|Randolph Community College President Robert S. Shackleford Jr. speaks to board members, faculty, and staff in attendance and online via Zoom during the College’s annual fall convocation Friday, Aug. 13, in the R. Alton Cox Learning Resources Center Auditorium on the Asheboro Campus.|
ASHEBORO (Aug. 25, 2021)
Faculty, staff, and members of the Board of Trustees and the Foundation Board were on hand in person and virtually Friday, Aug. 13, for Randolph Community College’s fall convocation in the R. Alton Cox Learning Resources Center Auditorium on the Asheboro Campus. The College opened its 59th year when classes began Monday, Aug. 16.
RCC President Dr. Robert S. Shackleford Jr. opened the convocation, welcoming those in attendance and online via Zoom.
“We’re going to keep the campus as safe as possible for our students and our faculty and our staff,” he said. “We’re going to keep on with classes and education and our mission. We did that last year in the worst of times.”
Shackleford then introduced the Trustees in attendance, calling up Vice Chair Reynolds Lisk, who welcomed everyone back to campus.
“Each and every Trustee is truly proud to be a part of this school; we all care deeply for it,” he said. “To say this past year was incredibly difficult is an understatement, but you all made it work. We are humbled by what you did. At RCC, ‘Creating Opportunities. Changing Lives’ is so much more than a slogan. It’s what you do. We look forward to another year of more doors being opened and more lives being changed for every student that sets foot on this campus.”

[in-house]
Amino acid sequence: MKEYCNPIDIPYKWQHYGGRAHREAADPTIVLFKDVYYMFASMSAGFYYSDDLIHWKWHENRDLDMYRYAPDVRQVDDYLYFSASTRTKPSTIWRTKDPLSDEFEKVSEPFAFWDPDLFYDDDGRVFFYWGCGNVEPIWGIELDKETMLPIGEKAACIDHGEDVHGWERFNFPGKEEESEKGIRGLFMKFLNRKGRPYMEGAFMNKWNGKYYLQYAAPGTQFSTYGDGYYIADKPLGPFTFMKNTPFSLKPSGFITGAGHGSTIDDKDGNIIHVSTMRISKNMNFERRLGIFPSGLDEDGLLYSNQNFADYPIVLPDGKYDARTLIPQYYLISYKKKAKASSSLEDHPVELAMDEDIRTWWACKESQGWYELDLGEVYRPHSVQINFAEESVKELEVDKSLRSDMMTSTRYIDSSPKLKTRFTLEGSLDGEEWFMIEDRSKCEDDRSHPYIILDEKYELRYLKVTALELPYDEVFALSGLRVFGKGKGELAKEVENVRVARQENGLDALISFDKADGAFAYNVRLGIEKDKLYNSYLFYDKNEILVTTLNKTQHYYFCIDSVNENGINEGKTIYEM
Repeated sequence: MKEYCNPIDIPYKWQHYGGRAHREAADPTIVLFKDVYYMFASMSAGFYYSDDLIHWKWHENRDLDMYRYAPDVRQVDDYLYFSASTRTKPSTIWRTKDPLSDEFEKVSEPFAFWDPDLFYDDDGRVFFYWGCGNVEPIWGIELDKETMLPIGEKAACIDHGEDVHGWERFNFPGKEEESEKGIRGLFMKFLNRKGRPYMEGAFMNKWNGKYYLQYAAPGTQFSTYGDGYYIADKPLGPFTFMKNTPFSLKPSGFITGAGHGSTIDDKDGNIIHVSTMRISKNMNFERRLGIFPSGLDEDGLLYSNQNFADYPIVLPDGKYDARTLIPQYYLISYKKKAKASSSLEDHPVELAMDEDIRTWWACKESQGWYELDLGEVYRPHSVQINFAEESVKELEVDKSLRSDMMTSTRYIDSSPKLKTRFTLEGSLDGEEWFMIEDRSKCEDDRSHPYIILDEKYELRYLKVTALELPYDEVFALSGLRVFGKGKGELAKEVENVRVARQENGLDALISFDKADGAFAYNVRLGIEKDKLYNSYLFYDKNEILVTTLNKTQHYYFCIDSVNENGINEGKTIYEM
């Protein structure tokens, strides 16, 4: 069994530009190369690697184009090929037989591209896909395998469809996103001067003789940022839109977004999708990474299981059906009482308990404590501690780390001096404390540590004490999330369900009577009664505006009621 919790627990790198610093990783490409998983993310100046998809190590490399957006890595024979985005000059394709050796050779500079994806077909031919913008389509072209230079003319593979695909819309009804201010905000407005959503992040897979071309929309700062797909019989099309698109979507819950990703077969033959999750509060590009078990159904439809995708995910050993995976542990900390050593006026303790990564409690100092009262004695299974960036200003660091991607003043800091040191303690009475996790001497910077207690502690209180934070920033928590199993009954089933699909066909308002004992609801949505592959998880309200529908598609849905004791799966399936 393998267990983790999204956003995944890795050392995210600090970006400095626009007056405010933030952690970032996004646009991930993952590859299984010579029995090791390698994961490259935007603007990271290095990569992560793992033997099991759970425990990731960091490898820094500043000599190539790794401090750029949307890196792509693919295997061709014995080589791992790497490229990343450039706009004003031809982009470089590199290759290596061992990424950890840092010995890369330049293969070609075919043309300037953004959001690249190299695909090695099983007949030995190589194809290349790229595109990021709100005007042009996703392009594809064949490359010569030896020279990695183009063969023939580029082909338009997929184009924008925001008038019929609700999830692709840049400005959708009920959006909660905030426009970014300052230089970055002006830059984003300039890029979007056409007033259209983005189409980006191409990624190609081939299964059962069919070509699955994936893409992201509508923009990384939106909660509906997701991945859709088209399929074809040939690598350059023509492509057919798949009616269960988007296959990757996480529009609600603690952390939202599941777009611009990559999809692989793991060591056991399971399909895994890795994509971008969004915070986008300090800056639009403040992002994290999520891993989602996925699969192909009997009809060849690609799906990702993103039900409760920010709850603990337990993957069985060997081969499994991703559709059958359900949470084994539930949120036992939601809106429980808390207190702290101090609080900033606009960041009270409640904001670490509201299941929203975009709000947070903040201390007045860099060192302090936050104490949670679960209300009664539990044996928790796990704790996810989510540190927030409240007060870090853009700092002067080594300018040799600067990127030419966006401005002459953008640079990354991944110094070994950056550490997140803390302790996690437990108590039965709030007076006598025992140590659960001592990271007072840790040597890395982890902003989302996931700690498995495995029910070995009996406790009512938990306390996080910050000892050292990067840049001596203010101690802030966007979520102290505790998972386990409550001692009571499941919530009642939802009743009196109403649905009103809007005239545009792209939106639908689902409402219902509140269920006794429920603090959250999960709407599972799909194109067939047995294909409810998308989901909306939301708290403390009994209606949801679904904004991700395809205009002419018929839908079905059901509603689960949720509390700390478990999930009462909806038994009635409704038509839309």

After the vice presidents introduced new faculty and staff, Shackleford introduced his Presidential Initiatives for 2021-2023. The initiatives, which began when Shackleford became president of the College in January 2007, fall into five areas identified as RCC’s core values: Community, Employees, Quality Education, Radical Hospitality, and Student Success. Shackleford said he was inspired by myFutureNC, an organization working to ensure that, by 2030, two million North Carolinians will have a high-quality credential or postsecondary degree. The organization’s findings on Randolph County showed the county is below the state average for preschoolers enrolled in state-accredited childcare, has an unusually small number of high school graduates who go on to college, and is below average for the number of students who return to college after the first year.
“That affects the whole culture and economy of Randolph County,” Shackleford said. “We need to do our part as well as be true to our five core values. Of all of the educational institutions — universities, K through 12, and community colleges, we have been given the task of doing the heavy lifting of putting people back to work. MyFutureNC won’t happen without the community colleges.”
Under Community, the initiative is to “support the development of excellent educators in Randolph County.” To do that, RCC plans to build an Early Childhood teacher pipeline through Pfeiffer University’s collaborative program, add articulation agreements with other colleges, survey the Early Childhood Advisory Board for insights into partnerships with others in the county, and provide teacher renewal classes along with asking the local school systems what they need.
Under Employees, the initiative is to “enhance the recruitment, retention, and development of the faculty and staff at RCC.” To recruit, the College will ensure its hiring process focuses on hiring people who are passionate about the specific mission of the College, and create a standing committee to promote diversity, equity, and inclusion to foster a safe place where all are welcomed in an inclusive learning environment. To retain, RCC will work through the North Carolina Community College System, using legislative priorities to raise faculty and staff salaries, and continue to offer flexible work arrangements that promote a positive work environment. To develop, the College will provide professional development opportunities for faculty and staff, encourage opportunities for leadership development, and train hiring managers in all aspects of supervision.